# Load- Line Analysis of Diode

1. Sep 21, 2016

### kenef

1. The problem statement, all variables and given/known data
Determining the best resistance for my simple circuit consisting of a diode, battery, and resistor. Doing this using Load- Line Analysis

2. Relevant equations
ID = VD - V / R - Given by KVL

(I can disregard n-pretend )
3. The attempt at a solution

Here I have attempted using a 1KΩ resistor, obviously too small because I have a voltage drop of about 8.2V across the resistor so then there should be a drop of approx. 1.8 V across the diode. However using the diode equation this gives me way too large of a current.

2. Sep 21, 2016

I don't know that your sketch of $I=I_0 (exp^{eV/(n k_b T)}-1)$ is real accurate. Otherwise your load line looks close to correct. The $I_0 =1 E-12$ is only an estimate. Did you compute the exponential with $e=1.602 E-19$, $k_b=1.381 E-23$, and $T=300$ with $V=.7$? And n=2? The diode equation is only an estimate, but I think experimentally you are likely to get close to I=9 mA with $R=1 k \Omega$. I think the $V_{on}=.7 \, Volts$ for a silicon diode is a pretty good number.

3. Sep 21, 2016

### kenef

Dear Charles, yes I did compute it with all of those values, however the computation I perform with a 1KΩ gives me a current that is too high for my diode, thus I know that I need a resistor with higher resistance. I will attempt to use the online DESMO software and see what that will give me. Should be a tad bit more accurate with the graph. From my work though is it accurate the steps I took to determine the load line? I am simply asking because this is what I THINK is correct, but this is also my first type encountering such a load - line problem.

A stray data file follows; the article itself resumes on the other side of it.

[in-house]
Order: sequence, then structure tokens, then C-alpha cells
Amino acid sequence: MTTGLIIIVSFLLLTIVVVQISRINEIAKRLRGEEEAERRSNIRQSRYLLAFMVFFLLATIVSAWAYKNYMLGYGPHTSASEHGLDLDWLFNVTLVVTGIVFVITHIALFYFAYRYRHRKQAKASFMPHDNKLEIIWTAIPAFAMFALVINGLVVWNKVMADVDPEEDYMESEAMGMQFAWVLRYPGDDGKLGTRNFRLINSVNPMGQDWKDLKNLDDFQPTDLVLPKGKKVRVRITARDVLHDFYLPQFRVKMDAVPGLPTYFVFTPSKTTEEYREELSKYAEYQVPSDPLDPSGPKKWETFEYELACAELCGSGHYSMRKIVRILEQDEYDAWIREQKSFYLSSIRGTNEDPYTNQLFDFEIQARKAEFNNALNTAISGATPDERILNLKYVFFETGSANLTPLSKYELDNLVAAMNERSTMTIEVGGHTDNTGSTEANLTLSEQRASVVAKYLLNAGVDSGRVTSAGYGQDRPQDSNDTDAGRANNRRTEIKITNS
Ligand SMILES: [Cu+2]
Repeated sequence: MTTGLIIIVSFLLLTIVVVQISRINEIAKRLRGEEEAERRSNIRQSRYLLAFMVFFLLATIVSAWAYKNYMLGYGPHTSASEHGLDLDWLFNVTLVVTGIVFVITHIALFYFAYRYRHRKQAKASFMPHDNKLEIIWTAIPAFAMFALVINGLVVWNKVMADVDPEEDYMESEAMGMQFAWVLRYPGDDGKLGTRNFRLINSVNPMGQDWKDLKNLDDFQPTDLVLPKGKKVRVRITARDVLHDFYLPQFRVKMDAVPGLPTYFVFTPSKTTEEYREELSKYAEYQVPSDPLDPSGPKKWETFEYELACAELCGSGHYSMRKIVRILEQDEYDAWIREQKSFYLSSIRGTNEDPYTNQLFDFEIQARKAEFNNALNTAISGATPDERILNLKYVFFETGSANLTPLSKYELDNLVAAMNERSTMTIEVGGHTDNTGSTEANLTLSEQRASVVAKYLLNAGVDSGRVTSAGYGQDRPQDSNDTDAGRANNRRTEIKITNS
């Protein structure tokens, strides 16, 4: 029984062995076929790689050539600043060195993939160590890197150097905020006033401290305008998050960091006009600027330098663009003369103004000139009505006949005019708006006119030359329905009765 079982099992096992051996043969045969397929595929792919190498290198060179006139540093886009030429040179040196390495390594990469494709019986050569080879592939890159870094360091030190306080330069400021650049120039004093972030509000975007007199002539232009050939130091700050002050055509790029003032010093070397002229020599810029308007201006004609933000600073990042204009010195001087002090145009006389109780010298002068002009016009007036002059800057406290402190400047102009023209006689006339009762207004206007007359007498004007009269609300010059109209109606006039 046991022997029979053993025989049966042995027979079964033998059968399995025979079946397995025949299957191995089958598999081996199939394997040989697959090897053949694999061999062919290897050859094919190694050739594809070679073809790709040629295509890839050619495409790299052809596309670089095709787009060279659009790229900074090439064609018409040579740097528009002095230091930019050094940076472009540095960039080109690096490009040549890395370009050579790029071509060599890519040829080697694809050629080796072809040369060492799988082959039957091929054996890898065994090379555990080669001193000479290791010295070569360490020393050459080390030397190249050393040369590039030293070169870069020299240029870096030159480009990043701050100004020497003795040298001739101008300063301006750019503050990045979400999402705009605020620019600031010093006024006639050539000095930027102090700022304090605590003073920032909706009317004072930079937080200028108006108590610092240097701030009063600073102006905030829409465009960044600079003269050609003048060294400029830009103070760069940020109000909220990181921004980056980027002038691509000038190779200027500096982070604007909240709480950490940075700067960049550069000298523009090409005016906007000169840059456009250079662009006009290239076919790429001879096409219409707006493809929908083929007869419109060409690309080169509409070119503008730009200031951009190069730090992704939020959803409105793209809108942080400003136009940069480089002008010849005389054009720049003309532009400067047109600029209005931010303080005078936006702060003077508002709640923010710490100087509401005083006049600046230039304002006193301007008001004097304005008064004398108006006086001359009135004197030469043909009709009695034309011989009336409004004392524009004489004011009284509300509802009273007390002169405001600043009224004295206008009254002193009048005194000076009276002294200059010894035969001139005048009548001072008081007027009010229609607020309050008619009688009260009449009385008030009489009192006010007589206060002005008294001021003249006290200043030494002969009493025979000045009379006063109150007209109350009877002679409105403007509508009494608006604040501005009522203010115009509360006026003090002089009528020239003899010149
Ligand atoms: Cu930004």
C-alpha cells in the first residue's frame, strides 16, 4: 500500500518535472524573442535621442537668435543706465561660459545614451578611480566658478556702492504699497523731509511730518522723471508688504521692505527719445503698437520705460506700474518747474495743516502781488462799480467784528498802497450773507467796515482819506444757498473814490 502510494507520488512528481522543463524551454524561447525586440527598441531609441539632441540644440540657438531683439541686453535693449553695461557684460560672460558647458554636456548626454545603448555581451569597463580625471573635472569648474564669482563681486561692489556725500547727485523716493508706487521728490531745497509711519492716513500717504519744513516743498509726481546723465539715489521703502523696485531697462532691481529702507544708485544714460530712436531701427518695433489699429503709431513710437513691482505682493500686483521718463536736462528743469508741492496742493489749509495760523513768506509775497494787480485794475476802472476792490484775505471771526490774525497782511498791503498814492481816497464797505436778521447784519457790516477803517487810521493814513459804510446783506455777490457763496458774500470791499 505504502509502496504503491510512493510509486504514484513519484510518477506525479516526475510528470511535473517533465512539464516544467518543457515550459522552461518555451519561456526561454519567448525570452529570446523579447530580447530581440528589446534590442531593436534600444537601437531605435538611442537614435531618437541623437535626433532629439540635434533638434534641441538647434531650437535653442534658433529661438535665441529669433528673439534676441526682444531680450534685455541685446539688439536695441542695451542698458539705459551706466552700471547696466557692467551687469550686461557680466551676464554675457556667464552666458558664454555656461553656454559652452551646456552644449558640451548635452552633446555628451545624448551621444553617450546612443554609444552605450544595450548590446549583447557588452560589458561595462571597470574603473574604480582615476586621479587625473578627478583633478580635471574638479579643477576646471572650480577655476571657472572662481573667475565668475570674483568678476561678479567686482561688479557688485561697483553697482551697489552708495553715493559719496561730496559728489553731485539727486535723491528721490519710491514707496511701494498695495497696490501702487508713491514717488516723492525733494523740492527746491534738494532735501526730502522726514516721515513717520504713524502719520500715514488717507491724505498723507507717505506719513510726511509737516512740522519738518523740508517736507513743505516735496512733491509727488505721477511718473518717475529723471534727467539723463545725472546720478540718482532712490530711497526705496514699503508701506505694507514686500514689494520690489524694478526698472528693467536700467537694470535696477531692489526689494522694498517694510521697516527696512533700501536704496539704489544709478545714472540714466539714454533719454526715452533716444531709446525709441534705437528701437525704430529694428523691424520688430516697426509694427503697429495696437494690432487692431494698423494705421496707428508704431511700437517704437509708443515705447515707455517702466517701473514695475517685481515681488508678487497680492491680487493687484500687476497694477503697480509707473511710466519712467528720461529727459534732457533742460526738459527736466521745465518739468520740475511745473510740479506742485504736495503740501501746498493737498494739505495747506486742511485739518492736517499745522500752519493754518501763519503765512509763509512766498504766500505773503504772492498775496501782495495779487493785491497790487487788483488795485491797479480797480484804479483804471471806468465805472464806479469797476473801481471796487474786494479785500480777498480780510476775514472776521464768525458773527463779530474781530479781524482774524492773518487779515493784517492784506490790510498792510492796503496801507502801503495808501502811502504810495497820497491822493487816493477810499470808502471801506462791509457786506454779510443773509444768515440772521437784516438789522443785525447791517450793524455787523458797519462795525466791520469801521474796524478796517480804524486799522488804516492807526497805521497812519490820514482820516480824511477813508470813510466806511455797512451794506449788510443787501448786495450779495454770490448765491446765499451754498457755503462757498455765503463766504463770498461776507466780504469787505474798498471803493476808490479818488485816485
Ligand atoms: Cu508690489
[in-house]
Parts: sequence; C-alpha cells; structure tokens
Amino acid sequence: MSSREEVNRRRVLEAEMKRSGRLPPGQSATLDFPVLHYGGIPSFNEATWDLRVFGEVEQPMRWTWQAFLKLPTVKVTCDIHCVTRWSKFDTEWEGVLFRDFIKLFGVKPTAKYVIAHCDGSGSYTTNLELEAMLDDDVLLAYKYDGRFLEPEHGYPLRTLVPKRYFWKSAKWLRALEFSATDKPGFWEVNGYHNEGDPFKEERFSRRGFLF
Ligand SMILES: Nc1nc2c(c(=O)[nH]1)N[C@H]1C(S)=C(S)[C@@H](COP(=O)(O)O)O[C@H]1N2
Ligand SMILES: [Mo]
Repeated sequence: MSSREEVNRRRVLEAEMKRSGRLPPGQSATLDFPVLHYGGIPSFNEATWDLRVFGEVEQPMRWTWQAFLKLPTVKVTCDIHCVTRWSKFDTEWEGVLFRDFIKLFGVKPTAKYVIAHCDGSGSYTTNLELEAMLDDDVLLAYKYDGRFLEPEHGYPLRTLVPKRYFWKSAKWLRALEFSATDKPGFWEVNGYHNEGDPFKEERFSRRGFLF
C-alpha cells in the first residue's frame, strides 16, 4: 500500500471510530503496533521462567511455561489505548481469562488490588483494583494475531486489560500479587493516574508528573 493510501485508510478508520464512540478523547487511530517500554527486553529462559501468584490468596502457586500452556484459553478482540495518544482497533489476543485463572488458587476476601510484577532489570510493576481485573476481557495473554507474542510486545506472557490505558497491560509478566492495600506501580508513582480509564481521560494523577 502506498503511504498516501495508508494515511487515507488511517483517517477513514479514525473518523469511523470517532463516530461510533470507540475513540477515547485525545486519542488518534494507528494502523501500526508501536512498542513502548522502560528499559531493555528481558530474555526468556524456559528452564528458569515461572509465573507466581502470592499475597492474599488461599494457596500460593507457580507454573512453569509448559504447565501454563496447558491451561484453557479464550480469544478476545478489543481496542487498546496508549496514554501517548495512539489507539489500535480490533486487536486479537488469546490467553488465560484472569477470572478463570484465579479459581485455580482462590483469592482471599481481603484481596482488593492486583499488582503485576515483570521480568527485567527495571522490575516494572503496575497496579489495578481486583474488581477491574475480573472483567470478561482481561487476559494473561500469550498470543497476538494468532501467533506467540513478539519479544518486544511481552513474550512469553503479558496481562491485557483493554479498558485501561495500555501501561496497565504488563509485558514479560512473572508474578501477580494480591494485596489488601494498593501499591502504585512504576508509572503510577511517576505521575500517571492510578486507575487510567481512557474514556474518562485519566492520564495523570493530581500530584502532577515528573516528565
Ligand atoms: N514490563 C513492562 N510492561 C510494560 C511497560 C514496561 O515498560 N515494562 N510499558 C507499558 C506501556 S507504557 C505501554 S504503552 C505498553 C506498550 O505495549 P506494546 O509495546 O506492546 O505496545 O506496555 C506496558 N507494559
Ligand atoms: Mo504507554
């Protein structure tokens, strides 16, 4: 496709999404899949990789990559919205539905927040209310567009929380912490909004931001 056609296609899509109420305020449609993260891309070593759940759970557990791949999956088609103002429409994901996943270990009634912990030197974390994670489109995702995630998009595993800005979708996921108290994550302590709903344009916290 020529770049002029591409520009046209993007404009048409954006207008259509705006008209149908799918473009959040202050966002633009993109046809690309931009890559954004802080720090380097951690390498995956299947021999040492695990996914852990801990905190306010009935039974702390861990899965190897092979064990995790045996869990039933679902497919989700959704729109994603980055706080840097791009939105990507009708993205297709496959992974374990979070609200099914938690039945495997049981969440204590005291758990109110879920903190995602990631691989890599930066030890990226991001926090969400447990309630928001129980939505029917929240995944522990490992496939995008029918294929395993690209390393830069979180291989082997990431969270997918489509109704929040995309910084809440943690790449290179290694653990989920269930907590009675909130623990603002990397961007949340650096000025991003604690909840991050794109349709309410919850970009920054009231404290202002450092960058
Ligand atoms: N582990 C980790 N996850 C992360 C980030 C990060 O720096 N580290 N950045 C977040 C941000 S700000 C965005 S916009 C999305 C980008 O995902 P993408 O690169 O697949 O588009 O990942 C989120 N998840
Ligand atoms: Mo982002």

Thanks!

4. Sep 21, 2016

You did it correctly. The load line is very useful also in cases where the DC voltage varies for constant resistance. In that case the x-intercept (Voltage of the voltage source) will vary with the entire load line moving in the horizontal direction. Every so often I have encountered problems that use the load line method to solve them. $\\$ For your diode current, I do think if you use $V_{Diode}=.7$ and compute current $I=(V_0-.7)/R$ it will give you a fairly accurate answer without the load line method. I googled the Schockley diode equation, and they did not give a precise value for $I_0$ or n. I think you can get considerable variation in these parameters from one diode to another. $\\$ Just an additional item about the load line method: You begin with a graph of your working component, in this case $I=I(V_{Diode})$ i.e. of $I$ vs. $V_{Diode}$. In a series circuit(It only works for the series circuit) you have $V_0=I R +V_{diode}$. This equation can be written (solving for $I=I_{Diode} )$ as $I=-(1/R) V_{Diode}+(V_0/R)$ which is a straight line (with $I=y$ and $V_{Diode}=x$) that has slope $m=-1/R$ and the x-intercept is $V_0$. (Usually you use $\$ $y=mx+b$, and $b$ is the y-intercept), but here the x-intercept is important. The intersection of the load line with the graph of $I=I(V_{Diode})$ is the operating point.

Last edited: Sep 21, 2016